The infamous colpo d’aria is spoken about every day around the country, but many don’t know that it’s just an old wives’ tale! Of course, if you are already sick and you expose yourself to the cold, it could make it worse. But there’s no evidence that suggests going outside with wet hair can produce a virus or bacteria… which is why in the UK, you’ll see many people outside with wet hair. Plus, it rains so often that you’re bound to end up soaking wet anyway!

 

  1. Walking barefoot everywhere

Although the UK is famous for its terrible weather, the country just doesn’t seem to be as dusty as Italy. It is extremely common for us to walk around the house with no shoes or socks on, especially as most of our rooms have carpets. Additionally, those who live in the countryside or who have gardens can walk around barefoot even outside! As a child I spent most of my time with no shoes on, but of course you shouldn’t expect to see people barefoot in public. I think we can all agree that those who take their shoes off on airplanes are the worst!

 

  1. Drinking coffee at all hours (including with dinner)

This one is no longer a shock to most Italians, but yes… we drink cappuccinos, lattes, macchiatos, every coffee you can think of at all times of the day! Irish coffees (hot coffee with cream and whisky) are very popular after dinner, and it’s normal for us to have coffee with meals. This of course includes the full English breakfast, but I think you can let us off the hook for that one!

 

  1. Not saying hello/goodbye to everyone

When entering or leaving a party in the UK, we usually just say a sweeping hello/goodbye to the room, or to anyone who needs to know where we are. In Italy, however, I’ve learnt that it’s rude to leave someone out when greetings are involved. Hugs and kisses must be given to everyone! If you visit the UK, feel free to pull an Irish exit… we promise we won’t mind!

 

A Brit in Italy || Vocabulary

Put the following words to the correct definitions.

Four Ways to Describe a Photograph

We see hundreds of photographs every day. Whether it’s on social media or in advertisements; photos are a huge part of our lives. They allow us to document special moments, educate about current events and communicate emotions. Photos have started revolutions and helped to overthrow dictators. They also allow us to relive our favorite memories and see people who may no longer be with us. It is useful to be able to describe the technical aspects of a photograph.

 

Foreground v Background

When you want to describe something in a photograph, you may need to indicate if it is in the foreground or the background. The foreground the part of the image that is closer to you, and the background is the the part that is far away.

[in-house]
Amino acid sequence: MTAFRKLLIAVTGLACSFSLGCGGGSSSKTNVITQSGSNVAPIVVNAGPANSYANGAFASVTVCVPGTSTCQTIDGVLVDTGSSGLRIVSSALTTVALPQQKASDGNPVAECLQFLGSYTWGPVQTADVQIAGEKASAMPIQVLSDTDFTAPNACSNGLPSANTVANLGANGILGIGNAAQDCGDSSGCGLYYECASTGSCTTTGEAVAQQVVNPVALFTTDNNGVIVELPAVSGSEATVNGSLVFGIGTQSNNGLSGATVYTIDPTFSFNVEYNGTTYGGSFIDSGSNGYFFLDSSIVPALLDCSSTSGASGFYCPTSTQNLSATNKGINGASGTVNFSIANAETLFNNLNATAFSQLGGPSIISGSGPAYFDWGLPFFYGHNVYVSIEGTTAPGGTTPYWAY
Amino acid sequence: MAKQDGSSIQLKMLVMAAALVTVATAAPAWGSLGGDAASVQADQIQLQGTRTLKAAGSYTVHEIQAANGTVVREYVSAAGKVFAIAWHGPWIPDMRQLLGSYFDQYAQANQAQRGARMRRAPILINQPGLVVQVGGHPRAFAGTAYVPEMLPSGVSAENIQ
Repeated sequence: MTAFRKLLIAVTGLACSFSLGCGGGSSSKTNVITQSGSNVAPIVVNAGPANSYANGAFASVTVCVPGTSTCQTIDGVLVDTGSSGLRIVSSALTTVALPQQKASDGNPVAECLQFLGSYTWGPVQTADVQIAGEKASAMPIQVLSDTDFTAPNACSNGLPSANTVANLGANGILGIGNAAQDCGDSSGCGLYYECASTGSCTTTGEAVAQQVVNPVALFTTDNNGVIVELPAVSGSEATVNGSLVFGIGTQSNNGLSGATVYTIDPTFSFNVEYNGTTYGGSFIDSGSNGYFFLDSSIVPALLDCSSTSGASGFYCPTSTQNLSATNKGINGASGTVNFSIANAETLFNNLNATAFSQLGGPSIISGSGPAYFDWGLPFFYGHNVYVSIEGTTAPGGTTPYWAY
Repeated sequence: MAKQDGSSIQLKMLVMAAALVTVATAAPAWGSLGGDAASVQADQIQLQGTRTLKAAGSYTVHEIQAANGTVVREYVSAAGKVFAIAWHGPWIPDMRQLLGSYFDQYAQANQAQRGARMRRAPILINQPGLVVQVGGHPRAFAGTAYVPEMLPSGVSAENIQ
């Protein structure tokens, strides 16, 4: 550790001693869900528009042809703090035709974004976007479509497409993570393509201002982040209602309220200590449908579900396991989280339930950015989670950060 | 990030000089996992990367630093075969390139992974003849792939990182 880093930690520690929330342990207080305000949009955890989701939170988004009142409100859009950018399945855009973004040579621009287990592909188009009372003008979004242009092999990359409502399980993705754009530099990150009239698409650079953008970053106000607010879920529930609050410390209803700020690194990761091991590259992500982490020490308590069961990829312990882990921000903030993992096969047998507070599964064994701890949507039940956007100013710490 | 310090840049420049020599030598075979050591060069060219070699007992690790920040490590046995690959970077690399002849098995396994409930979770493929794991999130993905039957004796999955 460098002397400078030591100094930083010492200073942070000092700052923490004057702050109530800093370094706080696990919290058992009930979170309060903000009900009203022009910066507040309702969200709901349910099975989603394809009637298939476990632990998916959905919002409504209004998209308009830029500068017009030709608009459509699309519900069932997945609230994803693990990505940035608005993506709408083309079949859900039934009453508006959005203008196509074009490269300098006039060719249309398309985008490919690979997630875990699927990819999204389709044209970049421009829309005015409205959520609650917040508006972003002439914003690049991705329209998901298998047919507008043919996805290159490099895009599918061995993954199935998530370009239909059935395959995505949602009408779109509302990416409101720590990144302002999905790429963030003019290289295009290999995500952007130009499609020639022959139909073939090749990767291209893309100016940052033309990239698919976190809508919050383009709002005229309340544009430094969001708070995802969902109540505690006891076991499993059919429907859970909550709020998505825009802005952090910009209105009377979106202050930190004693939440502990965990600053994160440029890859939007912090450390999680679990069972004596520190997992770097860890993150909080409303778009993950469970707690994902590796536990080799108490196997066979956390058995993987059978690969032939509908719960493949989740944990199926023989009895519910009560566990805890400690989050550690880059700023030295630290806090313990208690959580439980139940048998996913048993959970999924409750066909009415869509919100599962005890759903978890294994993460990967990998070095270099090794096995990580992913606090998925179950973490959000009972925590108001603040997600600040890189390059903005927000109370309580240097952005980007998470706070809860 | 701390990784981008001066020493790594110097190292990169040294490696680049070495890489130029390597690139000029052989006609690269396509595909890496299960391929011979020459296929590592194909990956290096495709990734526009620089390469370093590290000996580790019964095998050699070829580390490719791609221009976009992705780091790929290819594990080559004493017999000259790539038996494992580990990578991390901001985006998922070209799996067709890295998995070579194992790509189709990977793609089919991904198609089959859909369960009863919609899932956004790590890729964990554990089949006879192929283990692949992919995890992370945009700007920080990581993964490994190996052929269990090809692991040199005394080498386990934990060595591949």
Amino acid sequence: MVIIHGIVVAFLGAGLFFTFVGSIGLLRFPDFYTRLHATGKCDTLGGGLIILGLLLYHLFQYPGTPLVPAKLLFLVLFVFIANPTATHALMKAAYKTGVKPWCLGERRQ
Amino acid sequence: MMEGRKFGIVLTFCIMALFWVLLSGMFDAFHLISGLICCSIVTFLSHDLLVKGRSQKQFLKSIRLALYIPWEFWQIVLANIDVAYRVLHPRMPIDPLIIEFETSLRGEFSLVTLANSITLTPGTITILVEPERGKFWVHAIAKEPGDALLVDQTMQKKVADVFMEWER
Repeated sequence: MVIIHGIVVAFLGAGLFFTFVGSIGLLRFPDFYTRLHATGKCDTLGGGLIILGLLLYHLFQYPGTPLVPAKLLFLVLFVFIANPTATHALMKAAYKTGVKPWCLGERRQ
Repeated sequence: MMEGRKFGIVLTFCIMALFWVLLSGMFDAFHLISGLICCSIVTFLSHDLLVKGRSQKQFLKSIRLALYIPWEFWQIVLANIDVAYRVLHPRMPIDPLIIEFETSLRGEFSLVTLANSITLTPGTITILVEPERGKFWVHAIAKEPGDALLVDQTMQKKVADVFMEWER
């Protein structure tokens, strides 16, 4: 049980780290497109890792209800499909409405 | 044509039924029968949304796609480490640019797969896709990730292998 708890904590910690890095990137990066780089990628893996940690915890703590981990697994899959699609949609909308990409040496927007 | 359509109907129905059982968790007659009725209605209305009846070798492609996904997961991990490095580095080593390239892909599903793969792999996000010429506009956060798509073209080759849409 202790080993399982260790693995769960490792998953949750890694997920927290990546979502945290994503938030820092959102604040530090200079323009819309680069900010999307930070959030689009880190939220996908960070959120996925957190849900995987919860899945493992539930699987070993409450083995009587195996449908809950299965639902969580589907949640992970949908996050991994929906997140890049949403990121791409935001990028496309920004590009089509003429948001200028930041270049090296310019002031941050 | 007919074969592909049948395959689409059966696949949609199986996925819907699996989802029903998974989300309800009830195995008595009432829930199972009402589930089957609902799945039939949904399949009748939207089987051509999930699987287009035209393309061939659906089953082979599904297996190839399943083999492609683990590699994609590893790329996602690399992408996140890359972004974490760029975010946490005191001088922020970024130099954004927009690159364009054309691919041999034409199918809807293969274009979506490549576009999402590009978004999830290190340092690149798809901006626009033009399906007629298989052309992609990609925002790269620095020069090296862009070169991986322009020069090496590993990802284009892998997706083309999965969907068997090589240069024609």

“In the foreground there are four men walking.”

“In the background there is a long street with cars parked on the sides of the road.”

The Beatles’ Road Into History on Abbey Road, Iain Macmillan

Color or Greyscale/Black&White

Most photos are taken either in Color or in Greyscale (also known as “black and white”). In the past, it was only possible to make photos in greyscale. Today, whether a photo is in color or greyscale is an artistic choice.

“This photo of the Hindenburg disaster is in greyscale.”

“Today most photos are taken in color.”

The Hindenburg Disaster, Sam Shere 1937

Landscape (horizontal) or Portrait (vertical)

The terms “portrait” and “landscape” can describe the subject of a photo: “portrait” meaning that it is a photo of a person and “landscape” meaning it is a photo of a natural scene. However, these terms can also be used to describe the orientation of a photo. A photo take horizontally is in “landscape orientation” and a photo taken vertically is in “portrait orientation”.

“This photo is in portrait orientation.”

“If you take a photo of a mountain, it will probably be in landscape orientation.”

Dorothea Lange | Migrant Mother | 1936

Natural or Artificial Lighting

Lighting is the most important factor in photography! “Photography” literally means “the study of light”. So the type of light the photographer uses is very important and can change the mood and quality of the photo. A photographer may use “natural light,” meaning light from the sun, or “The photographer used artificial lighting.”

“Landscape photos are almost always made with natural light.”

 

Moon and Half Dome, Yosemite, California. Ansel Adams. 1960